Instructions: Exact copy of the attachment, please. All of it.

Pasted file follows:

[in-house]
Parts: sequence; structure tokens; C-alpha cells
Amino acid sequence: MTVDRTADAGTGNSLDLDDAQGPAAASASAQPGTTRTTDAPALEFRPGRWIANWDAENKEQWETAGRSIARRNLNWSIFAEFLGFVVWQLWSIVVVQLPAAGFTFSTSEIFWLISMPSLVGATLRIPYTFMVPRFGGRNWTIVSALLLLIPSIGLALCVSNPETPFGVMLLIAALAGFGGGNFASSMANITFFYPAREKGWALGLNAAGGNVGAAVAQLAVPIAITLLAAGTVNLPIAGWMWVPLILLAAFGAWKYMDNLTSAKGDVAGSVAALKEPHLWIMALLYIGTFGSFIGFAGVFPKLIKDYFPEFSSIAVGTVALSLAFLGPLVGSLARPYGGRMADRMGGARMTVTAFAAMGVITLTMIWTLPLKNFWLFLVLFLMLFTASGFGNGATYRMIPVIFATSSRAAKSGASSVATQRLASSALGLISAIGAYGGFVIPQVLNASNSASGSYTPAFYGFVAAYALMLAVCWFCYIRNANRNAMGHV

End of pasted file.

[in-house]
Parts: sequence; structure tokens; C-alpha cells
Amino acid sequence: MTVDRTADAGTGNSLDLDDAQGPAAASASAQPGTTRTTDAPALEFRPGRWIANWDAENKEQWETAGRSIARRNLNWSIFAEFLGFVVWQLWSIVVVQLPAAGFTFSTSEIFWLISMPSLVGATLRIPYTFMVPRFGGRNWTIVSALLLLIPSIGLALCVSNPETPFGVMLLIAALAGFGGGNFASSMANITFFYPAREKGWALGLNAAGGNVGAAVAQLAVPIAITLLAAGTVNLPIAGWMWVPLILLAAFGAWKYMDNLTSAKGDVAGSVAALKEPHLWIMALLYIGTFGSFIGFAGVFPKLIKDYFPEFSSIAVGTVALSLAFLGPLVGSLARPYGGRMADRMGGARMTVTAFAAMGVITLTMIWTLPLKNFWLFLVLFLMLFTASGFGNGATYRMIPVIFATSSRAAKSGASSVATQRLASSALGLISAIGAYGGFVIPQVLNASNSASGSYTPAFYGFVAAYALMLAVCWFCYIRNANRNAMGHV